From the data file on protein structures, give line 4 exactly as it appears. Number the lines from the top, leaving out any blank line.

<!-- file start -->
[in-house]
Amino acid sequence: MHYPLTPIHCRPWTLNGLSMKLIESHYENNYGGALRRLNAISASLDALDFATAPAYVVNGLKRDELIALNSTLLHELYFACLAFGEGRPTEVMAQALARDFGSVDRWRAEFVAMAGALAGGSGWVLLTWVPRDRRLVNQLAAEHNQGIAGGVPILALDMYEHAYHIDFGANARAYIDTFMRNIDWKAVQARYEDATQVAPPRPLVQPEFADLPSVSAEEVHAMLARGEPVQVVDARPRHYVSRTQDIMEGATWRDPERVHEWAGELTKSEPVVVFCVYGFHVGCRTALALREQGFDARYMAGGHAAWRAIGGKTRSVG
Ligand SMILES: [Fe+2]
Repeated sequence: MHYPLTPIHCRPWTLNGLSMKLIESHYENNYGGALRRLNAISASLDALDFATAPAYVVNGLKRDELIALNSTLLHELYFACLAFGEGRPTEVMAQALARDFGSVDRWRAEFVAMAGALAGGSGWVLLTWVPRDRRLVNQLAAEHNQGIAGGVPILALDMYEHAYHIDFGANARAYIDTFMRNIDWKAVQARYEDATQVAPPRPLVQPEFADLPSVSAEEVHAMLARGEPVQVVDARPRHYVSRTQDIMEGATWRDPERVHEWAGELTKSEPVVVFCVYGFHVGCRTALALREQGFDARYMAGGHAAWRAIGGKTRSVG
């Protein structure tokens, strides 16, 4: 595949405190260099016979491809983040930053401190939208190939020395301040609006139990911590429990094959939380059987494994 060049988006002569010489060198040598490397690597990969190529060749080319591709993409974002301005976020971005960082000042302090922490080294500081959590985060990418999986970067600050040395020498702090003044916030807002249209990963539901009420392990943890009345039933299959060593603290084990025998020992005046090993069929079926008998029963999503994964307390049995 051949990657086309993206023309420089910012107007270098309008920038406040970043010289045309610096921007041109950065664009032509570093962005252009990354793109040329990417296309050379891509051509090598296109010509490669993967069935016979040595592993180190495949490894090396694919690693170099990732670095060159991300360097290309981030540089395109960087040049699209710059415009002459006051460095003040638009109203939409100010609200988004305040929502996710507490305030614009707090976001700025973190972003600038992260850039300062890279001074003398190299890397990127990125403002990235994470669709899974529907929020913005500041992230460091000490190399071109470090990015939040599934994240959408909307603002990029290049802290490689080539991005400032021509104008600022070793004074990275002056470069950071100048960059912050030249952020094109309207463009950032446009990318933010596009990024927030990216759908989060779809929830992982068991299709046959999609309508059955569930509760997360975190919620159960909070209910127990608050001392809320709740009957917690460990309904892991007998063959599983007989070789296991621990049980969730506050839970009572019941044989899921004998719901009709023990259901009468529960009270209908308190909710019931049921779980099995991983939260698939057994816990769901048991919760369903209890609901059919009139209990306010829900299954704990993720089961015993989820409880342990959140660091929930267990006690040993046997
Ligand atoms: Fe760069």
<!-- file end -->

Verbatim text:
Repeated sequence: MHYPLTPIHCRPWTLNGLSMKLIESHYENNYGGALRRLNAISASLDALDFATAPAYVVNGLKRDELIALNSTLLHELYFACLAFGEGRPTEVMAQALARDFGSVDRWRAEFVAMAGALAGGSGWVLLTWVPRDRRLVNQLAAEHNQGIAGGVPILALDMYEHAYHIDFGANARAYIDTFMRNIDWKAVQARYEDATQVAPPRPLVQPEFADLPSVSAEEVHAMLARGEPVQVVDARPRHYVSRTQDIMEGATWRDPERVHEWAGELTKSEPVVVFCVYGFHVGCRTALALREQGFDARYMAGGHAAWRAIGGKTRSVG